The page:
Despite the tremendous advances in cancer prevention and treatment strategies that have been achieved since the war on cancer plan in the 1970’s, it is clear that not all communities are equally benefiting from such advances and that minority populations nearly always have worse cancer health outcomes. These cancer health disparities are the result of complex interactions between social determinants of health, population-specific cultural behaviors and lifestyles, and unique biological differences that associate with ancestry. Two major limitations to the advancement of precision medicine in minority groups include the lack of: i) race/ethnic appropriate genomic data, which will facilitate identifying priority targets for therapeutic development, and ii) patient-derived models, such as patient-derived xenografts (PDXs) that recapitulate the unique interactions of germline and somatic genetics that exist in minority patients. In this presentation we describe the development of an analytical pipeline to quantify continental genetic ancestry that we have developed for the Cancer Genomics Cloud as part of the PDX Development and Trials Center Research Network (PDXnet). This pipeline leverages a novel reference panel for the program SNPweights, which includes a greater representation of genomic data from Native and Latin American populations than previously published reference panels, and thus provides improved assignment of American continental ancestry. We use this pipeline to characterize the diversity of the PDX models in PDXnet, which represent a manifold increase in models with African and American continental genetic ancestry compared with those available in other public resources. Finally, we present power analyses to demonstrate that additional PDX models derived from patients from minority populations are critically needed to effectively address health equity goals in the US.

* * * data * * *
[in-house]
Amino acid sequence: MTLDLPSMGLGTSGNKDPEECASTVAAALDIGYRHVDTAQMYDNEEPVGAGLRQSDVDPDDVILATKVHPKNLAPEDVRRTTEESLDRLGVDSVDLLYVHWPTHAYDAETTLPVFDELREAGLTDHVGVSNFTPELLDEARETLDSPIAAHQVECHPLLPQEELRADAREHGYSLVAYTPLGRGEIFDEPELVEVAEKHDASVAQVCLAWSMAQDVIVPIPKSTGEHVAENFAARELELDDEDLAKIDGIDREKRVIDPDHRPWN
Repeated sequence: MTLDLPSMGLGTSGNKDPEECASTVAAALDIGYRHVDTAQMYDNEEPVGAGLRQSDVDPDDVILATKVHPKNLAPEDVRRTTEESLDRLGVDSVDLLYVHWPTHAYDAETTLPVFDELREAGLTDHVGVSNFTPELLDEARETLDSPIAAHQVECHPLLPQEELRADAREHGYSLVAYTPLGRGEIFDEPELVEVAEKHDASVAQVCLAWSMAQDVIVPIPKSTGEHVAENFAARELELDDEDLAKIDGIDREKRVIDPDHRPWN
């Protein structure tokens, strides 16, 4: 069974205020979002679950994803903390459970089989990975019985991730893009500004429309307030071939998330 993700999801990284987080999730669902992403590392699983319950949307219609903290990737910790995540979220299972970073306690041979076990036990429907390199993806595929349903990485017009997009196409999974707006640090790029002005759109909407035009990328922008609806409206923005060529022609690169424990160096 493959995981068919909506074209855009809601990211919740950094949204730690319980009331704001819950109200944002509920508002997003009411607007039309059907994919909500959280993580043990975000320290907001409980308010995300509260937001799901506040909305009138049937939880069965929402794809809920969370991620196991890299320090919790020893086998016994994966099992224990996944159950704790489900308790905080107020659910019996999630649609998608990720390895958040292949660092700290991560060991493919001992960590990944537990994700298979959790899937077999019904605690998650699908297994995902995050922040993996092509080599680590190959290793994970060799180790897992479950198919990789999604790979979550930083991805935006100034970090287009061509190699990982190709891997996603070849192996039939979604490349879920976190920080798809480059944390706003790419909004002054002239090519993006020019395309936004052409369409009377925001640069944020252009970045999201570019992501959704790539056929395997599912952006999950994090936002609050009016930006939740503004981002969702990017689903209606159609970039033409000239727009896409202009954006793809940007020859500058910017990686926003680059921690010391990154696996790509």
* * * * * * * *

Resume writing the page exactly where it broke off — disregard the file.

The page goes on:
Citation Format: Brian J. Sanderson, Paul Lott, Anuj Srivastava, PDXNet Consortium, Jeffrey H. Chuang, Luis G. Carvajal-Carmona. Addressing cancer health disparities among US minority populations with patient-derived xenografts [abstract]. In: Proceedings of the American Association for Cancer Research Annual Meeting 2022; 2022 Apr 8-13. Philadelphia (PA): AACR; Cancer Res 2022;82(12_Suppl):Abstract nr 1915.